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Ryanair cancellations: Shannon Airport flights saved from the axe

Ryanair cancellations: Shannon Airport flights saved from the axe

When I hear the reports with the CEO's excuses and reported feedback from pilots that their colleagues have walked from an uncaring employer, I know which I believe.

In a letter to pilots, chief operations officer Michael Hickey said the firm's crewing forecast to the end of December was "for tighter pilot numbers".

"In recognition of the impact on you of the need to fly additional days I am implementing the following bonus scheme".

O'Leary also dismissed rumours that pilots are leaving the company to join rival Norwegian.

For some people, Ryanair's offer of an alternative won't help.

A full list of cancelled services is available here, on the Ryanair website.

Ryanair will also increase the payments that pilots receive when they spend a night away from their home base to 75 euros from 28 euros, the letter said.

The low-priced airline on Friday announced it would be cancelling up to 50 flights per day for the next six weeks "to improve its system-wide punctuality, which fell below 80 percent in the first two weeks of September".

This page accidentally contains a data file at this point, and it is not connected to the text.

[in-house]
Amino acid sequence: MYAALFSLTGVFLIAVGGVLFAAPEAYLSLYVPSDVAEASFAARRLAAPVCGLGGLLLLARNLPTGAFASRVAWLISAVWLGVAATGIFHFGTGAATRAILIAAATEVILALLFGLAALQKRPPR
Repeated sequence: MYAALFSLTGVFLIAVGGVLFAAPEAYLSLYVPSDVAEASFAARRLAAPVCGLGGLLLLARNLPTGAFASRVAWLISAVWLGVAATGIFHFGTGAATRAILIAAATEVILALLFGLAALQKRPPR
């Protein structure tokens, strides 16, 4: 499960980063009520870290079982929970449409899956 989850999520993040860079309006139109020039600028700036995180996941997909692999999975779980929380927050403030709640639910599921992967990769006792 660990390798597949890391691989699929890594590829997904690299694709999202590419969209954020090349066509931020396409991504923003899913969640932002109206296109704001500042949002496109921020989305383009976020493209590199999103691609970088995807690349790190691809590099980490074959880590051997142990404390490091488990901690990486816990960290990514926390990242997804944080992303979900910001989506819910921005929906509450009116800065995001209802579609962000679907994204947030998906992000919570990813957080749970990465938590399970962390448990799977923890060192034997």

The company explained on Monday that all of these airports were chosen owing to the significant frequency of flights to or from these destinations, which Ryanair is responsible for.

In Britain, a key market for Ryanair, aviation minister Martin Callanan said he was "very concerned" by the airline's actions. "The staff member was not apologetic for what happened and gave me no reason for the cancellation".

The firm is planning to axe up to 50 flights every day until the end of October across Europe. "We have only taken this decision to cancel this small proportion of our 2,500 daily flights so that we can provide extra standby cover and protect the punctuality of the 98 per cent of flights that will be unaffected by these cancellations".

ALL Ryanair flights are covered by European Union law, which means the airline must let customers choose between a full refund or an alternative flight. Previously, Ryanair staff took their vacations over an operational year from April to March. Ryanair has tried to resolve the situation by finding customers other flights and by providing them with EU-mandated compensation.

"A separate point of note is Ryanair saying that the problem will last for about six weeks", it said in a statement.

With the introduction of the winter schedule (November 1), the current problems would no longer exist, the carrier insisted.

"We did not focus on the concern we were causing to the 18 million passengers flying with us over the next six weeks", he said.

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